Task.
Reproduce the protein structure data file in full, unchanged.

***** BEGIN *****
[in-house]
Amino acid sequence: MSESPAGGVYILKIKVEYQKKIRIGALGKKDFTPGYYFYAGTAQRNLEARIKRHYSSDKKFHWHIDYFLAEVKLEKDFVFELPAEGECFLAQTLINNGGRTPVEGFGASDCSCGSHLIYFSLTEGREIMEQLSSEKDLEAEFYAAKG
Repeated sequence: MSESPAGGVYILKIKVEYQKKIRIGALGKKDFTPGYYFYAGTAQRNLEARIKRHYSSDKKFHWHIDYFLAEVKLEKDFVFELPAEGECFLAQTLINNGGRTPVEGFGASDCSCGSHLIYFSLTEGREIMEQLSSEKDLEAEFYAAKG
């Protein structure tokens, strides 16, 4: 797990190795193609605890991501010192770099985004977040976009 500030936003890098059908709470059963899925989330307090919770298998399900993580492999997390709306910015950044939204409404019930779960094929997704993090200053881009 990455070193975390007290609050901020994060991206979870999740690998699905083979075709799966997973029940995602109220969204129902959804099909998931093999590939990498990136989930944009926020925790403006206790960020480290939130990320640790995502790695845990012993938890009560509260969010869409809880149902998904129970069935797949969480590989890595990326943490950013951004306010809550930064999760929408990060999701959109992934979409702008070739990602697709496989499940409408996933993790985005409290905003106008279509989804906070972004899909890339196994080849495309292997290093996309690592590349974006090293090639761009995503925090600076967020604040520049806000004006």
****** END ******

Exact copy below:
[in-house]
Amino acid sequence: MSESPAGGVYILKIKVEYQKKIRIGALGKKDFTPGYYFYAGTAQRNLEARIKRHYSSDKKFHWHIDYFLAEVKLEKDFVFELPAEGECFLAQTLINNGGRTPVEGFGASDCSCGSHLIYFSLTEGREIMEQLSSEKDLEAEFYAAKG
Repeated sequence: MSESPAGGVYILKIKVEYQKKIRIGALGKKDFTPGYYFYAGTAQRNLEARIKRHYSSDKKFHWHIDYFLAEVKLEKDFVFELPAEGECFLAQTLINNGGRTPVEGFGASDCSCGSHLIYFSLTEGREIMEQLSSEKDLEAEFYAAKG
């Protein structure tokens, strides 16, 4: 797990190795193609605890991501010192770099985004977040976009 500030936003890098059908709470059963899925989330307090919770298998399900993580492999997390709306910015950044939204409404019930779960094929997704993090200053881009 990455070193975390007290609050901020994060991206979870999740690998699905083979075709799966997973029940995602109220969204129902959804099909998931093999590939990498990136989930944009926020925790403006206790960020480290939130990320640790995502790695845990012993938890009560509260969010869409809880149902998904129970069935797949969480590989890595990326943490950013951004306010809550930064999760929408990060999701959109992934979409702008070739990602697709496989499940409408996933993790985005409290905003106008279509989804906070972004899909890339196994080849495309292997290093996309690592590349974006090293090639761009995503925090600076967020604040520049806000004006």